“Now I rejoice in my sufferings for your sake, and in my flesh I am filling up what is lacking in the sufferings of Christ on behalf of his body, which is the church” -Col 1:24
Recently, in the news, there have been several stories of terminally ill people, even young, otherwise healthy people, very openly planning on taking their own lives, and being assisted to do so. Terminally ill can live beyond the first or most grim predictions of life expectancy.
This euthanasia (“good death”) is anathema to faithful Catholic thinking. Catholics should recoil in horror from this suggestion as they do from the subject of abortion. The Church does not deny modern death can and often is a prolonged and may be a suffering existence. However, there is no “enough is enough” in faithful Catholic thinking. Life is God’s gift. Any attempts, however “reasoned”, well-intentioned, or motivated to short circuit God’s gift are repugnant to the Catholic moral mind, regardless of what is involved.
The Church always urges the best medical care available. It only requires reasonable measures to prolong life. Extraordinary measures are not required. The debate may now ensue as to that definition. Discuss.
Catholics believe in free will with regards to committing sin. Beyond the effects of original sin, which is removed in baptism, post baptismal sin 1) deprives the soul of grace, due to the guilt of having committed sin. In addition, 2) there is a penalty due.
The Sacrament of Reconciliation removes the guilt (1) freely, without cost, or other requirement, through the freely given gift of God’s grace and love, and allows that grace to be restored, and thus the soul may aspire again to Heaven, but (2) remains. You can begin to see why Catholics hold the importance of infant baptism, required for salvation.
Catholics are often misunderstood as trying to “earn” their way into Heaven; untrue and misunderstood. Catholics do through prayer, fasting, almsgiving, other good works of charity, and through redemptive suffering remit (2) the penalty due to sin.
We have no way of knowing what the penalty for offending God would be, however, and please bear with me as I try to make this point: think of throwing a tomato at a homeless person. Horrible. But, not likely to arouse the wrath of the police, not likely. Now imagine throwing a tomato at the President of the United States. That might invite the attention of the Secret Service. The point being the same offense against a more dignified personage implies a heavier penalty/consequence. So, since God is infinitely dignified, etc, etc, even the smallest of offenses against Him implies an infinite penalty, so the thinking goes. We don’t, cannot keep score. We trust in and believe in the mercy of God, but are also aware of His justice. There is no love without justice.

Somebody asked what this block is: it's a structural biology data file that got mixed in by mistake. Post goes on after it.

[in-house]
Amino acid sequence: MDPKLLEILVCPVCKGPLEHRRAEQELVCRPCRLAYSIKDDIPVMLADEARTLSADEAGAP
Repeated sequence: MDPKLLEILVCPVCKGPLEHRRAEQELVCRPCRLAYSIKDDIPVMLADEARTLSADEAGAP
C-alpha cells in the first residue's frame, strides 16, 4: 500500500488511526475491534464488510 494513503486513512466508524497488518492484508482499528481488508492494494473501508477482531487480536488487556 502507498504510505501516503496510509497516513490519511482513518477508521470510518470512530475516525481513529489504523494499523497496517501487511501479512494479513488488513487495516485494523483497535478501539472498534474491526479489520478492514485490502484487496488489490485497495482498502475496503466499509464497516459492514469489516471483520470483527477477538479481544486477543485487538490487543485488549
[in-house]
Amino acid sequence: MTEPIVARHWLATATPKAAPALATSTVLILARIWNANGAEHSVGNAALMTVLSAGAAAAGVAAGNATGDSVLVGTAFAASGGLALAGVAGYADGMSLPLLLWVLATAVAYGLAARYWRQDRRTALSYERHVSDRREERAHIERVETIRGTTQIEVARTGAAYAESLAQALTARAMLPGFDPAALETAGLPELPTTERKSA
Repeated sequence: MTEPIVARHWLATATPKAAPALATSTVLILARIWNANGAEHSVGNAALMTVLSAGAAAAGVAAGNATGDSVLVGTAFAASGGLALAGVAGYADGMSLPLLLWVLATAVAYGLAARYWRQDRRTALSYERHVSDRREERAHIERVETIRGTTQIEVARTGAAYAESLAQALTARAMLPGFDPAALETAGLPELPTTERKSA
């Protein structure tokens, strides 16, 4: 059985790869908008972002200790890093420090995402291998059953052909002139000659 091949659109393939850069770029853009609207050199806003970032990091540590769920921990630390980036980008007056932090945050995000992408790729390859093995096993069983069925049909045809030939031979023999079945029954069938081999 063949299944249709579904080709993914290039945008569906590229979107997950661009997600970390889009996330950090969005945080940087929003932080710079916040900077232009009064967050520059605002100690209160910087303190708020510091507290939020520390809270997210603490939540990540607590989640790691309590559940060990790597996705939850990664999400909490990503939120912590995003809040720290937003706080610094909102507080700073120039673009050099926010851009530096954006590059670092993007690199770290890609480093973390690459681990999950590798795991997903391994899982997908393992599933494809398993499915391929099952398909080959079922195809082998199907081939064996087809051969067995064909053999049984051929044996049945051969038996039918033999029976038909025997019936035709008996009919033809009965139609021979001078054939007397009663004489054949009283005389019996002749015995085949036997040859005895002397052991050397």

Redemptive suffering is the belief that human suffering, such as in end-of-life, but not purely limited only to that, any suffering accepted during life, when accepted and offered up in union with the Passion of Jesus, can remit the just punishment (2) for one’s sins or for the sins of another, or for the other physical or spiritual needs of oneself or another. Like an indulgence, (yes, they still exist, are valid, but are no longer sold and no longer measured in time) redemptive suffering does not gain the individual forgiveness for their sin; forgiveness results from God’s grace, freely given through Christ, through the Sacrament of Reconciliation and CANNOT be earned. After one’s sins are forgiven, the individual’s suffering can reduce the penalty due for sin. Redemptive suffering is only ever understood as that suffering in life unsought and which cannot be avoided.
Sometimes we see those who suffer beyond what a reasonable person would perceive as just from a loving God. Their suffering is not wasted nor is it in vain. It has deep meaning. The merits of this suffering are retained, through the Communion of Saints, in the Treasury of Merit (Mt 6:20), to remit the penalty of sin due from others who have not fully paid their debt to God. God is merciful and just. Those unbaptized suffer to no end. Theirs is pointless, dumb suffering.
There is a very good article on the detailed thinking of the Church’s mind on redemptive suffering here.